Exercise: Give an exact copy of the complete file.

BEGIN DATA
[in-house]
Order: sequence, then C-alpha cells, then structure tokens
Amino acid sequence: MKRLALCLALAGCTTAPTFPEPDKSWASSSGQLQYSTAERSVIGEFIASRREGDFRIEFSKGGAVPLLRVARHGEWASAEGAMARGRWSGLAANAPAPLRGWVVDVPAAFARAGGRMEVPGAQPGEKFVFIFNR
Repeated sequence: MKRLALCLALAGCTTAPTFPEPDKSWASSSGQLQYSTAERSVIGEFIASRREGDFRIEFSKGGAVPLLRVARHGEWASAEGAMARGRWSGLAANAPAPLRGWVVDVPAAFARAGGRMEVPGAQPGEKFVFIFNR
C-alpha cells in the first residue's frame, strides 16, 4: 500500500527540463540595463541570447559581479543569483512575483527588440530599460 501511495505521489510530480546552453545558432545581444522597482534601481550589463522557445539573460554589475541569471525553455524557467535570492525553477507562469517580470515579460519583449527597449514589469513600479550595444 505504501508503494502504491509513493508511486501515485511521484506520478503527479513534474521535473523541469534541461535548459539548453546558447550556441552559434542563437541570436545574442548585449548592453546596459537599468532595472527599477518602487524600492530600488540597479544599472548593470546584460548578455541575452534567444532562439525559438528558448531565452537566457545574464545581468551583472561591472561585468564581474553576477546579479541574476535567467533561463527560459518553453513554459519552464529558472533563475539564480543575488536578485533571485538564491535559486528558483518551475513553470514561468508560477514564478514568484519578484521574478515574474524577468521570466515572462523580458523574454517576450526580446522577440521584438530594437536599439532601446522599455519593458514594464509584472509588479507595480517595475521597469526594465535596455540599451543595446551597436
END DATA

[in-house]
Order: sequence, then C-alpha cells, then structure tokens
Amino acid sequence: MKRLALCLALAGCTTAPTFPEPDKSWASSSGQLQYSTAERSVIGEFIASRREGDFRIEFSKGGAVPLLRVARHGEWASAEGAMARGRWSGLAANAPAPLRGWVVDVPAAFARAGGRMEVPGAQPGEKFVFIFNR
Repeated sequence: MKRLALCLALAGCTTAPTFPEPDKSWASSSGQLQYSTAERSVIGEFIASRREGDFRIEFSKGGAVPLLRVARHGEWASAEGAMARGRWSGLAANAPAPLRGWVVDVPAAFARAGGRMEVPGAQPGEKFVFIFNR
C-alpha cells in the first residue's frame, strides 16, 4: 500500500527540463540595463541570447559581479543569483512575483527588440530599460 501511495505521489510530480546552453545558432545581444522597482534601481550589463522557445539573460554589475541569471525553455524557467535570492525553477507562469517580470515579460519583449527597449514589469513600479550595444 505504501508503494502504491509513493508511486501515485511521484506520478503527479513534474521535473523541469534541461535548459539548453546558447550556441552559434542563437541570436545574442548585449548592453546596459537599468532595472527599477518602487524600492530600488540597479544599472548593470546584460548578455541575452534567444532562439525559438528558448531565452537566457545574464545581468551583472561591472561585468564581474553576477546579479541574476535567467533561463527560459518553453513554459519552464529558472533563475539564480543575488536578485533571485538564491535559486528558483518551475513553470514561468508560477514564478514568484519578484521574478515574474524577468521570466515572462523580458523574454517576450526580446522577440521584438530594437536599439532601446522599455519593458514594464509584472509588479507595480517595475521597469526594465535596455540599451543595446551597436